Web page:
Famed for her sexual allure and cunning intelligence, Cleopatra has fascinated generations of admirers. She was the last Queen of Egypt, a Ptolemeic Pharaoh, who bore Julius Ceasar a son, and became the lover of Mark Anthony in order to protect the interests of her country in the face of an all-powerful Roman Empire. Once Mark Anthony had been defeated at the battle of Actium (30 B.C.), and fallen on his sword, she herself commited suicide to avoid capture by Octavian. An asp, or Egyptian cobra, was smuggled to her in a basket of figs and she died from its bite. According to Egyptian legend, death from snakebite ensured immortality. The courage involved in her suicide impressed many, and Arthur has appended to his title well known thoughts of the philosopher Francis Bacon (1561-1624): 'I do not believe that any man fears to be dead, but only the stroke of death'.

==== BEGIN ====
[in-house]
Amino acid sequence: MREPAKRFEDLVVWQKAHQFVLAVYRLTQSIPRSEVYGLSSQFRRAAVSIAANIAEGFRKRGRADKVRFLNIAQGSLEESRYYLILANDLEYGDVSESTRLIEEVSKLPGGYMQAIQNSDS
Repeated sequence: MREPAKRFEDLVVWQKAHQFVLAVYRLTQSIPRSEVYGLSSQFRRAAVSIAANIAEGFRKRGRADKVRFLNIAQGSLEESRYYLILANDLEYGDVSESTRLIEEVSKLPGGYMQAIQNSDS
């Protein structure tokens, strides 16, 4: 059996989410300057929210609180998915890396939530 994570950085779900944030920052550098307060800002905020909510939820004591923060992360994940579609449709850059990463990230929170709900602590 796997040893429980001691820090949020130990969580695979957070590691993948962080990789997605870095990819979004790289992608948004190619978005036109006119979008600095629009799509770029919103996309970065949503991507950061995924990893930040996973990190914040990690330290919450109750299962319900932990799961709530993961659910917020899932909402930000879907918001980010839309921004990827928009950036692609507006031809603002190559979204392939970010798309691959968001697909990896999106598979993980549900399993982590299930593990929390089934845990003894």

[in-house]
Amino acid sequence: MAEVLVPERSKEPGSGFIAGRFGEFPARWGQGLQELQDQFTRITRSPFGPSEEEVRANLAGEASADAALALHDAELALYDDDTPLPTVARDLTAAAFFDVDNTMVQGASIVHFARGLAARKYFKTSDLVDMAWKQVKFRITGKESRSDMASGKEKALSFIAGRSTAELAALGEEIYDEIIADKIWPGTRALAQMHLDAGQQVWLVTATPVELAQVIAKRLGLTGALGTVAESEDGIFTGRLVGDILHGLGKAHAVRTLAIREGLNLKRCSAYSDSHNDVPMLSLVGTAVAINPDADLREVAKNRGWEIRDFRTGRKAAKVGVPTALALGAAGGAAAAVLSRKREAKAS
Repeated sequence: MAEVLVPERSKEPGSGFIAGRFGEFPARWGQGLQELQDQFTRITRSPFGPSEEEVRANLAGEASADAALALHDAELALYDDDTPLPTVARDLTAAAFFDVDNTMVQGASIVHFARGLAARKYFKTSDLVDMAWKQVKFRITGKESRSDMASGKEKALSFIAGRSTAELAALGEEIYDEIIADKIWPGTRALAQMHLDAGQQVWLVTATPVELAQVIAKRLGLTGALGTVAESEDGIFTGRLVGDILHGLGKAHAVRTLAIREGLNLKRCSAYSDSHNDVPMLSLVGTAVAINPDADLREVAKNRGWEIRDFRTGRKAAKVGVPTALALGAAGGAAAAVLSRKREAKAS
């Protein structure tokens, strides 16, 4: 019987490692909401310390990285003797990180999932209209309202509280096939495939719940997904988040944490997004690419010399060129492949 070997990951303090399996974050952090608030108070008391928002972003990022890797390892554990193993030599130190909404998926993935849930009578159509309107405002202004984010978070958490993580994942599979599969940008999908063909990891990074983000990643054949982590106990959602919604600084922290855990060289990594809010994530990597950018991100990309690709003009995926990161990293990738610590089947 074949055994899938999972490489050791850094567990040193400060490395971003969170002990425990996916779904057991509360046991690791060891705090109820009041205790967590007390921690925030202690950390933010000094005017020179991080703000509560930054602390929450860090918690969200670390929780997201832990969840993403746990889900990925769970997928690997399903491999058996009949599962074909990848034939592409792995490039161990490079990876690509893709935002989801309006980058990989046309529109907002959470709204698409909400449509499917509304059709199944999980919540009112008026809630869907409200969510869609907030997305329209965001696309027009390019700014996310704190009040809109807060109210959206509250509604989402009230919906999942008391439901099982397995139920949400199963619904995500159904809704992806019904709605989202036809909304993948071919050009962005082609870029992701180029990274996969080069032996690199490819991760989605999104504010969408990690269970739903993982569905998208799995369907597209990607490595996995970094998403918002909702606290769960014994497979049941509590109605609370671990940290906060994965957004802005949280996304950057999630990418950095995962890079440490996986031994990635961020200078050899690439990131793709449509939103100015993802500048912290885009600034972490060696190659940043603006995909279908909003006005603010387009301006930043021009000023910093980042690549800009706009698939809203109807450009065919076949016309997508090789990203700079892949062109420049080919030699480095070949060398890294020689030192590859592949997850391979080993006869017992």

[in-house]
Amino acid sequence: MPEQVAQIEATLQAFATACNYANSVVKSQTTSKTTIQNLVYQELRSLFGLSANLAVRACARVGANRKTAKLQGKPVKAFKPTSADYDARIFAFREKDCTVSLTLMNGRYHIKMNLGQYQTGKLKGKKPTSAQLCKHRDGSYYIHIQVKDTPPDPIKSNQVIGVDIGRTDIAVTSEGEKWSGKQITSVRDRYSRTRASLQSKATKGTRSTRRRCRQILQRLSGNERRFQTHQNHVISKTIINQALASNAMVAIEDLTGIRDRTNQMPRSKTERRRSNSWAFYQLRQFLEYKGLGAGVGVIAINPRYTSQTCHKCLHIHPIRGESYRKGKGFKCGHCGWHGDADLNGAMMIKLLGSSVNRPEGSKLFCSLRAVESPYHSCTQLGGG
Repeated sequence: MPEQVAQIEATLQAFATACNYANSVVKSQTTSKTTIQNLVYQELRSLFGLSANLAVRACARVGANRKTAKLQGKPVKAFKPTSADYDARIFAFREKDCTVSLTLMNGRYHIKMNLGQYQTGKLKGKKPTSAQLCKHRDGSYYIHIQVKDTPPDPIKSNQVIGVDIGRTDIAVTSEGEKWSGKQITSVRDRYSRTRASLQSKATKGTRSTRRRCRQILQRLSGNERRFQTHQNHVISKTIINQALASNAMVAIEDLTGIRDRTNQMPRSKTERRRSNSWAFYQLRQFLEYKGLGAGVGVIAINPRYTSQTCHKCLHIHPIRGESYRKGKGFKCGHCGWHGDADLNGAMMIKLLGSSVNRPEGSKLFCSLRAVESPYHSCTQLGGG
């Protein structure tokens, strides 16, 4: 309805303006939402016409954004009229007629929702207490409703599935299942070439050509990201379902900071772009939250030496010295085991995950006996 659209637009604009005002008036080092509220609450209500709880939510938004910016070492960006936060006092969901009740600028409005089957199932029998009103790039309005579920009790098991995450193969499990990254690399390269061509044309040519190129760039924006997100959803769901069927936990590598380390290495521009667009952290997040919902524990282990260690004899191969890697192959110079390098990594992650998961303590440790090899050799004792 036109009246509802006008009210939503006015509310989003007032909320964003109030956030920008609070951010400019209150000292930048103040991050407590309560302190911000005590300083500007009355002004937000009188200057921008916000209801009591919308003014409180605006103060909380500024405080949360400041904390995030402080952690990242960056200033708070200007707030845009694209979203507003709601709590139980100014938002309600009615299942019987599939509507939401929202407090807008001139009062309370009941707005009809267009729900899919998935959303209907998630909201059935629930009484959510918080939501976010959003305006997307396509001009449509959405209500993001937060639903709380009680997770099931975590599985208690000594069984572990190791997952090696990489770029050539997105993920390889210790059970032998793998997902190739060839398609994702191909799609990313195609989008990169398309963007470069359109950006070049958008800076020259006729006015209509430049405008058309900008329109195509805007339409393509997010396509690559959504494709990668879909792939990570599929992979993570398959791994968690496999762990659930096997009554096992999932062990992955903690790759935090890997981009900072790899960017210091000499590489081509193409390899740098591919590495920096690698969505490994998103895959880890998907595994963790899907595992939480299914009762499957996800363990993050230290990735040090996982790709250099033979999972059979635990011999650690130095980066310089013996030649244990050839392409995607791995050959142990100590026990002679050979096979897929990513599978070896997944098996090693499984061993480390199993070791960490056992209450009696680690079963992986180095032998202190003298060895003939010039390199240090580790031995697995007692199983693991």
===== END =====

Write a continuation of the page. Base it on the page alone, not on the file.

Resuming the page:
Arthur's representation is typical of the exoticism found in much fin-de-siècle art. Cleopatra is draped in the most diaphanous of materials, and expires in a haze of incense on a bed inlaid with semi-precious stones and strewn with tiger skins and shawls. Arthur may have found his inspiration from the set of Cléopâtre, written by Sardou in 1890, in which Sarah Bernhardt took the title role. The subject of the picture was undoubtedly a vehicle for him to paint a reclining female nude, for his other classical pieces, the Roman Lucrece, (R.A., 1893) and Greek The Sacrifice of Iphigenia (R.A., 1895), are in the same vein. Arthur lived at 47 Bedford Square, a stone's throw from the British Museum, where he no doubt went to look for inspiration, and ensure the historical accuracy of his depictions. Another of his Egyptian subjects, Joseph interpreting Pharoah's Dream, with a similar Egyptian style frame, was sold at Christie's on 25 October 1991, (£40,000) (see fig 1).